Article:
The Strangers (DVD Review)

15 – 85mins – 2008



With the belated and long-teased sequel Prey At Night just opening Stateside (it was originally announced for a 2009 release date before entering development hell for the best part of a decade), I thought it was high-time I got my act together and finally watched the first Strangers film. Now TEN years old, the DVD has been lingering on my to-watch pile for far too long.

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Dracula Untold (DVD Review)

15 – 92mins – 2014



In my post-cinema analysis of last summer’s Tom Cruise-headlined reboot of The Mummy (read my review HERE), I openly acknowledged my enjoyment of the film in spite of its skew away from horror and more towards a supernatural action-adventure. However, it seems audiences (or a lack thereof) were more critical; just one entry in and Universal’s newly-rebranded Dark Universe is already in trouble. But The Mummy wasn’t always to be the opening chapter of this Monster Movie Expanded Universe…

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2017 in Review: TOP 5 SURPRISE FILMS


I don’t tend to write too many blogposts which aren’t reviews of individuals titles or releases, but as we wave goodbye to 2017 I have been looking back over my movie diary for the year (yes, I keep a movie diary – don’t mock me!) and have been inspired to do a string of ‘year in review’ posts. My Top 10 Films of 2017 will be published on the 60 Minutes With website in the coming days, but I have a few companion ‘sister blogs’ to compliment this main piece, which I will publish here on The CR@Bpendium.

First up, as the title of this post reveals, is a rundown of my TOP 5 SURPRISE FILMS of 2017 – the films which may not have necessarily been the most awe-inspiring or flawless masterpieces, but they bowled me over nonetheless. This could have been because I had little to no prior knowledge of them, or I expected a flop and was pleased to be proved wrong. Prepare to be surprised!

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A Christmas Carol (DVD Review)

Image result for a christmas carol 1999

PG – 95mins – 1999



Perhaps the most famous Christmas story ever written, authored by perhaps the most famous novelist who ever lived, Charles Dickens’ A Christmas Carol has had more adaptations and reimaginings than you can shake a sprig of holly at. While some will always cherish the olde worlde charm of the Alastair Sim classic (1951), Albert Finney’s beloved musical (1970), the Muppets’ frantic, family-friendly retelling (1992), Bill Murray’s modernised comedy, Scrooged (1988), or Disney’s Jim Carrey-heavy performance capture animation (2009), for me this 1999 TV movie starring the man who is Jean Luc Picard is the quintessential version. My dad and I habitually return to it in the lead up to every Christmas and I must have seen it in excess of fifteen times.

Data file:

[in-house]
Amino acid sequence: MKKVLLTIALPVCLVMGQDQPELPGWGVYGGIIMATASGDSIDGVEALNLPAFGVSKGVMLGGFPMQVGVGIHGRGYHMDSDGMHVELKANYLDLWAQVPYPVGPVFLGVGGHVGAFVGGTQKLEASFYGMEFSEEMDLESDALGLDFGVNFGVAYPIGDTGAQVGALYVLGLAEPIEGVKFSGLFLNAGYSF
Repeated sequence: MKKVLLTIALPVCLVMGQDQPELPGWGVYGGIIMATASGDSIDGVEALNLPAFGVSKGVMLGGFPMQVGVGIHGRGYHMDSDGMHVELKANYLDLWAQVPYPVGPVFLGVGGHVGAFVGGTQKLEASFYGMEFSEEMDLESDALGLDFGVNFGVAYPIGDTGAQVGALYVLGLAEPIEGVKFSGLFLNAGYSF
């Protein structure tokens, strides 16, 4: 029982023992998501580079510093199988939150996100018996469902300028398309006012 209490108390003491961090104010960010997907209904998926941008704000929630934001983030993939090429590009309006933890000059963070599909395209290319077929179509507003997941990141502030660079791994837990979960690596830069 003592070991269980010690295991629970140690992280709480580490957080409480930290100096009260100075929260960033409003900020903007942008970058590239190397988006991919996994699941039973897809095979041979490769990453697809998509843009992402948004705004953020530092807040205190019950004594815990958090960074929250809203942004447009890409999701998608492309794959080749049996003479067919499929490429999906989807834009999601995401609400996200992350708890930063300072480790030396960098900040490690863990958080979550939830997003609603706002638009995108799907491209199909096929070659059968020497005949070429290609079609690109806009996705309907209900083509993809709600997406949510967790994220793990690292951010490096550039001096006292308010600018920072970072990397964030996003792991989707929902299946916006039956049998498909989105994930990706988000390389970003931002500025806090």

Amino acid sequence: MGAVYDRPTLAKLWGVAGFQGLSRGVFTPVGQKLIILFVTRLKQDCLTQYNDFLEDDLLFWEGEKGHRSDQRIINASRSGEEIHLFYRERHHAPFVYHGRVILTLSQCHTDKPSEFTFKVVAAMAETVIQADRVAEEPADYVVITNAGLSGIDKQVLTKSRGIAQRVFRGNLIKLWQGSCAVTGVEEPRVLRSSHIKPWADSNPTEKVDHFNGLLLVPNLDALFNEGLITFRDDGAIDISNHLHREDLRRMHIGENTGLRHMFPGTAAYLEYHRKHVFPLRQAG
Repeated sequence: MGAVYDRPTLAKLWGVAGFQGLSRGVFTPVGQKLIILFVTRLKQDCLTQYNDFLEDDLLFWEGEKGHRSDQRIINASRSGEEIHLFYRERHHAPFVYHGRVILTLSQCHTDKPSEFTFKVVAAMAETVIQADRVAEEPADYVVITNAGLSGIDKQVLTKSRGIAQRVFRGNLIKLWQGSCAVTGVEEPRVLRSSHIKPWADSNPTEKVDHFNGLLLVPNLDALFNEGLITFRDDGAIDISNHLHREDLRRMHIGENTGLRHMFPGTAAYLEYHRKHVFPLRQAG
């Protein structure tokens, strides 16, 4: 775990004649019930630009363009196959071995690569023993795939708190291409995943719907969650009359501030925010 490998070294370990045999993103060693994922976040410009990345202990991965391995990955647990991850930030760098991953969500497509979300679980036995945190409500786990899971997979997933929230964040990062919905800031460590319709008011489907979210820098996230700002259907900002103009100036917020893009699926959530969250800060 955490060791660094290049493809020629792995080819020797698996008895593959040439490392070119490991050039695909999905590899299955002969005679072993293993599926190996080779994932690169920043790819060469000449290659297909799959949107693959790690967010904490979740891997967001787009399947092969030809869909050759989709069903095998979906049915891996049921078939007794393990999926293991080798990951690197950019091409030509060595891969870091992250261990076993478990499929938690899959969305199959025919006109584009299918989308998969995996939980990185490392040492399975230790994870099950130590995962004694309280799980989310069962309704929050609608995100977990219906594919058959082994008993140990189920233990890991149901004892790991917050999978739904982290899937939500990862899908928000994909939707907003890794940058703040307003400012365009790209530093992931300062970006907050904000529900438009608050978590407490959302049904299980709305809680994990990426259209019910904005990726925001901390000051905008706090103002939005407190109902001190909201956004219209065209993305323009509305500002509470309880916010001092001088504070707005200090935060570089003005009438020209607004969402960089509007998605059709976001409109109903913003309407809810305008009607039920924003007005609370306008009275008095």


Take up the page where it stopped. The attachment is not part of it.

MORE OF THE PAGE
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A Quiet Passion (DVD Review)

12 – 120mins – 2017



“Sometimes, Emily, you are as ugly as your poetry!”

Written and directed by Sunset Song‘s Terence Davies, A Quiet Passion is both a boldly compelling yet persistently frustrating portrait of a literary great: prolific 19th century American poet Emily Dickinson, whose unusual existence is chartered from youth to death by two actors: Emma Bell for the opening twenty minutes takes on Emily’s post-school days, morphing into Cynthia Nixon for the concluding hour and forty minutes

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Solstice (DVD Review)

15 – 87mins – 2008



One of only a handful of films from acclaimed The Blair Witch Project co-director Daniel Myrick since his triumphant breakout hit 18 years ago, Solstice is an unremarkable and cliché-ridden genre effort which limped out straight to DVD in time for Halloween 2008, in spite of the star power of Amanda Seyfried – who had recently hit it big in musical megahit Mamma Mia – in a supporting role.

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Bad Santa 2 (DVD Review)

Image result for bad santa 2

15 – 88mins – 2016



“Happy endings are bullshit!”

Fourteen years after embittered black comedy Bad Santa became something of a cult hit for seasonal scrooges, stars Billy Bob Thornton, Tony Cox and Brett Kelly return for another lewd, crude Christmas caper. Alas, lightening did not strike twice, and this belated and bedraggled festive follow-up is as unapologetically egregious as the Farley Brother’s down-right disgusting and offensive Dumb and Dumber To.

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